Penetration testing brings skilled, "white hat" hackers into the mix to simulate real-world attacks

Real-World Testing

Organizations often make the mistake of concentrating their network security efforts on fixing only those vulnerabilities identified by scans as being critical or high-severity in nature, which is a highly ineffective practice. Why? Because real-world breaches are rarely perpetrated on the basis of a single critical network vulnerability. Instead, attackers recognize the tendency to focus on only “serious” problems and often chain together multiple low- to medium-severity network vulnerabilities or combine them with “local” vulnerabilities that are invisible from the network.

Building on network and application vulnerability scanning, penetration testing brings skilled, “white hat” hackers into the mix to simulate the kind of real-world attacks against an organization’s network services, applications, or even both simultaneously. Like malicious attackers, these testers attempt to combine vulnerabilities uncovered by scanners while also looking for those that the scanners are incapable of detecting. While this process is more time-consuming and costly than deploying scanning tools alone, it provides a more realistic assessment of just how much effort an actual attacker would need to put forth to breach an organization’s network and data.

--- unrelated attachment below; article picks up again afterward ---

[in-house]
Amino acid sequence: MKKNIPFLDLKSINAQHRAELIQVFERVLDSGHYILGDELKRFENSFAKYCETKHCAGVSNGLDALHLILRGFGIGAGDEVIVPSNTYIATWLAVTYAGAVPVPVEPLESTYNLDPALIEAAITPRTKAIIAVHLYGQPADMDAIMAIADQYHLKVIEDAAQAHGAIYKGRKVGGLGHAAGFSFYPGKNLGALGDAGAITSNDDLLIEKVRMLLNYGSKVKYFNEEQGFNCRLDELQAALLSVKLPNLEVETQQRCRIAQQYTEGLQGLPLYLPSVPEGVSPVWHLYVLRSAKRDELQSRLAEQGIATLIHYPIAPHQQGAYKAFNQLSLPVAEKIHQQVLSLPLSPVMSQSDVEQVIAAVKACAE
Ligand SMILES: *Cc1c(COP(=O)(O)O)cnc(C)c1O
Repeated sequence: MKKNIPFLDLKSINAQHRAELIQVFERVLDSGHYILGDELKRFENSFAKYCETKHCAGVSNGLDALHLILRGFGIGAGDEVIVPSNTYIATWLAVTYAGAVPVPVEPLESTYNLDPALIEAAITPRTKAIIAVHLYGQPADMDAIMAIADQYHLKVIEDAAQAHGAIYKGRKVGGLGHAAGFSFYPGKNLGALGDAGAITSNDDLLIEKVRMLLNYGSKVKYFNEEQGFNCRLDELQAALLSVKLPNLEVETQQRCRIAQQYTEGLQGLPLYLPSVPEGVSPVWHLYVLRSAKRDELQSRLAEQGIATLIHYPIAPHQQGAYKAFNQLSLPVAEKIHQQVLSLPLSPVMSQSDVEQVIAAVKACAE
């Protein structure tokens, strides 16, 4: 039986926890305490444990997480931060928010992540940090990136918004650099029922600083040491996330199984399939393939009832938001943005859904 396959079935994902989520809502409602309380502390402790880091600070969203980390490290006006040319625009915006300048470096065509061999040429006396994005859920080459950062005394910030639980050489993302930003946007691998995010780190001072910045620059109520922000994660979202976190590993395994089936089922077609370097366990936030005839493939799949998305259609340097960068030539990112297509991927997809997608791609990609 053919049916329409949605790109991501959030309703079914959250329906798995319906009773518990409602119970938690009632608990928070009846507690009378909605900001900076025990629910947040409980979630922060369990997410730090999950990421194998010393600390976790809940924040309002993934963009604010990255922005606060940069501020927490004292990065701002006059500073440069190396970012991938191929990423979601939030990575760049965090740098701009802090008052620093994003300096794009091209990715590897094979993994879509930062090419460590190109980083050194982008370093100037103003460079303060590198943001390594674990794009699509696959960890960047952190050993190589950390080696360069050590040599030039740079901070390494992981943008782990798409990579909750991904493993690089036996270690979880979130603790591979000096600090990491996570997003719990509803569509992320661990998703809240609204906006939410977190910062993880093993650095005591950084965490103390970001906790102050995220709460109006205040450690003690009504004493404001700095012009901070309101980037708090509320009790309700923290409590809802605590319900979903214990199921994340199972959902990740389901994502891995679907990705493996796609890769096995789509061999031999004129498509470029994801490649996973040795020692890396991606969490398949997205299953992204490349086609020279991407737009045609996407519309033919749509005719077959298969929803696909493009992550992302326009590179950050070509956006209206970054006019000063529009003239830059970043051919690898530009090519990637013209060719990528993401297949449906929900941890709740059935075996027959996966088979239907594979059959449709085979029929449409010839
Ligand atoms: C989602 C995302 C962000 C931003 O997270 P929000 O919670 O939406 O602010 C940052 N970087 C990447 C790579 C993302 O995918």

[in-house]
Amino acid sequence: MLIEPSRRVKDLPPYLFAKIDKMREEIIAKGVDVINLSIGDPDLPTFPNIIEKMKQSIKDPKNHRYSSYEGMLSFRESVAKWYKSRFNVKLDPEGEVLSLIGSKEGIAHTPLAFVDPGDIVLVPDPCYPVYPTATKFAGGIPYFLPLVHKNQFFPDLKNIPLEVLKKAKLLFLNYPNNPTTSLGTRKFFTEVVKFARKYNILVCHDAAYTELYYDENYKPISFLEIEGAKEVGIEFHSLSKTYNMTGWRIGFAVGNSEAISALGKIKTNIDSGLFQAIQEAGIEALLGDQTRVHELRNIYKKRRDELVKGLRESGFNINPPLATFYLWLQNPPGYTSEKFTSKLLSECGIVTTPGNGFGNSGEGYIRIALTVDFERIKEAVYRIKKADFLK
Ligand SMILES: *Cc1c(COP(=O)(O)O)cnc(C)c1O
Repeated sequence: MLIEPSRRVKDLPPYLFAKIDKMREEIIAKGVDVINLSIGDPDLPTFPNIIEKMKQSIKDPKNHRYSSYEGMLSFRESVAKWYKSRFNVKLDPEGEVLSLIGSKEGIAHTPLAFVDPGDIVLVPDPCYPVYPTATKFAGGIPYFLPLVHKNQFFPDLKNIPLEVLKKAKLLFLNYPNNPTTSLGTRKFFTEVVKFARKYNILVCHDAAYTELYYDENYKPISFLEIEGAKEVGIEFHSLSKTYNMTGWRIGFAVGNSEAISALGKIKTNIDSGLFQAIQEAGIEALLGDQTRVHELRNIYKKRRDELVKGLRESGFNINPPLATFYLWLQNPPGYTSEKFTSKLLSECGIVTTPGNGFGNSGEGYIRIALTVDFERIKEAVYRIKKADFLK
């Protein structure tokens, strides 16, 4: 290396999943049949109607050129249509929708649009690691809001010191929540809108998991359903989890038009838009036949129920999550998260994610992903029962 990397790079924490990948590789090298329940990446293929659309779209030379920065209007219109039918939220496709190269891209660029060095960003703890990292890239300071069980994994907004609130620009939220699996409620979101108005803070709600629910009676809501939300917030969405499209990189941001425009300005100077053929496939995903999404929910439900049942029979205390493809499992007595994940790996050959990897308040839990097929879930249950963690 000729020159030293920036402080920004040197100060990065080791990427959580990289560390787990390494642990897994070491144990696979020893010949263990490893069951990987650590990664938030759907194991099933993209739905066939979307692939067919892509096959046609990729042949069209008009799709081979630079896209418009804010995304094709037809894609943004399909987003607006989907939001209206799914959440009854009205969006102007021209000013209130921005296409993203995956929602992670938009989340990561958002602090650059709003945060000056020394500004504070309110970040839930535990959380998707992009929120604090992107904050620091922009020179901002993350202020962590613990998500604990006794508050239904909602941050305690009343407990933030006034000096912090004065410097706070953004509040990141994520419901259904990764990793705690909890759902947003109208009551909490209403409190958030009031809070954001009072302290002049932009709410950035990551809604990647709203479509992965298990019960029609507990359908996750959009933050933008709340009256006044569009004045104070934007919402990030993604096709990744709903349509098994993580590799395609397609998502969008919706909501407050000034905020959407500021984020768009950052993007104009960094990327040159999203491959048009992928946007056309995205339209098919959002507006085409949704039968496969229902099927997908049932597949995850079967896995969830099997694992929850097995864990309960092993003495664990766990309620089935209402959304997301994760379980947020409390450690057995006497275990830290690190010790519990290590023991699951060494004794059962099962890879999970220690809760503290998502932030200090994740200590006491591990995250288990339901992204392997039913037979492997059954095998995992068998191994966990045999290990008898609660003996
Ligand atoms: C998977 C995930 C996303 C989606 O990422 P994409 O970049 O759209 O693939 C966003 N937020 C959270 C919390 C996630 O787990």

No matter how careful penetration
testers are in their efforts, it is
always possible that a host would
be knocked offline temporarily or
data in a database altered

Potential Unintended Consequences

Each of these network vulnerability testing methods brings its own strengths and weaknesses to the overall security equation, underscoring the reality that no testing— regardless of how important or critical it may be—comes without risk. For example, no matter how careful penetration testers are in their efforts to exploit flaws and vulnerabilities without causing damage, it is always possible that a host would be knocked offline temporarily or data in a database altered.

Organizations need to be aware of these potential unintended consequences. It is important to understand that the skill level of the testers will largely determine the success of testing, so organizations should seek out testers with strong experience and skillsets. One final note is that regardless of how tempting it may be to cut costs by limiting the scope of testing, the potential long-term costs—network disruption, data theft, damage to reputation, etc.—could be far greater than today’s savings. For this reason alone, the higher cost to an organization of having an established, experienced team perform exhaustive testing can actually turn out to be a tremendous bargain.


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Christopher Camejo Director of US Threat and Vulnerability Analysis, NTT Security (US) Inc